During my years as a public speaker, I got into the habit of listening to preachers and other speakers with two questions in my mind: what were they saying (their message) and how were they communicating (their methods)? I looked at how some speakers connected effectively with the audience and why other speakers rarely connected at all. Later I started doing something similar with writers. Why are some better than others? Maybe you have developed the practice of observing academic, business, political and pastoral leaders in the similar ways. If you want to be better in what you do, open your eyes, look, and learn from what others are doing well–or not so well.
Pope Francis is an example. This week a blogger critiqued the Pope’s leadership style as demonstrated on his recent North American trip. Francis had prepared well for his speaking, using illustrations and quoting leaders who would be known and admired by his audiences. Wherever he went, the Pope modeled his stated values. Away from the crowds, Francis apparently maintains a disciplined schedule, takes short rest periods to preserve his strength during each day, resists trying to do everything, and avoids pointless activity that drains his energy. And he’s not afraid to tackle difficult issues even if they are unpopular.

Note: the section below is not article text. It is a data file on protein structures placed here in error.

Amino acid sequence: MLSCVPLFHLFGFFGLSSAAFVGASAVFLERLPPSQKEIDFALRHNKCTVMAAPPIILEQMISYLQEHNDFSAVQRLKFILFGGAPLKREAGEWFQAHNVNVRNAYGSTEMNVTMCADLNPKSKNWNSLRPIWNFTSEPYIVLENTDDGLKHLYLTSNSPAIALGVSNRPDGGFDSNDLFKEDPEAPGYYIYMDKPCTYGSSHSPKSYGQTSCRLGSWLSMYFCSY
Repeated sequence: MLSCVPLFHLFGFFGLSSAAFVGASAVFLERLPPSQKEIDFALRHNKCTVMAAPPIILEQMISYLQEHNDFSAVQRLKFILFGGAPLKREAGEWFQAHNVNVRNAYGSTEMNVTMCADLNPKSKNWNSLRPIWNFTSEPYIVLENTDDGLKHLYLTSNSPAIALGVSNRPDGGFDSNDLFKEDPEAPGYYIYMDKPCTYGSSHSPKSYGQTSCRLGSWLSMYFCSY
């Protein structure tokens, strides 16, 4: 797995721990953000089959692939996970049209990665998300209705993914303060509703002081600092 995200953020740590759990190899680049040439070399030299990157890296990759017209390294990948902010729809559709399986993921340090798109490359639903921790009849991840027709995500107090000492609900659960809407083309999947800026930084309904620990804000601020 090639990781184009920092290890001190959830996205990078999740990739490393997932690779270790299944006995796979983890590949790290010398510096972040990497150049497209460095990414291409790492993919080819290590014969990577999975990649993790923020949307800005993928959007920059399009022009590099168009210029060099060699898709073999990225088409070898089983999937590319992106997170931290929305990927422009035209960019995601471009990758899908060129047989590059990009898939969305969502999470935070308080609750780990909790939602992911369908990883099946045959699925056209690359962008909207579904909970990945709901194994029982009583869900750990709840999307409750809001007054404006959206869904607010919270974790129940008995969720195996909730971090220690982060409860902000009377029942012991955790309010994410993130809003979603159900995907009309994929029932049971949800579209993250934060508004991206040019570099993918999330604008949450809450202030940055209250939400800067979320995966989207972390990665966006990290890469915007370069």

Everybody knows about the Pope but have you heard of Oscar Muñoz? His name appeared in the news last month when he was appointed new CEO of United Airlines. Last week Muñoz was interviewed about his new leadership role. He observed that United employees have become disenchanted, disenfranchised, and disengaged. These “three D’s” need to be acknowledged openly, then fixed. But United customers also need attention because they have been forgotten in a business that claims to be service-oriented. Muñoz added that “the key is not always improvement, which suggests doing things better, but innovation which means doing things altogether differently.” And like Pope Francis, Muñoz seems to be operating in accordance with his values.
Both of these leaders are working to change a culture: one changing the culture of an international church, the other changing an international corporation. Sometimes we learn from reading accounts from or about turn-around leaders like Howard Schultz at Starbucks or Steve Jobs at Apple. But there is much to be learned simply by looking around at leaders in front of our eyes. Please comment on this and share other examples.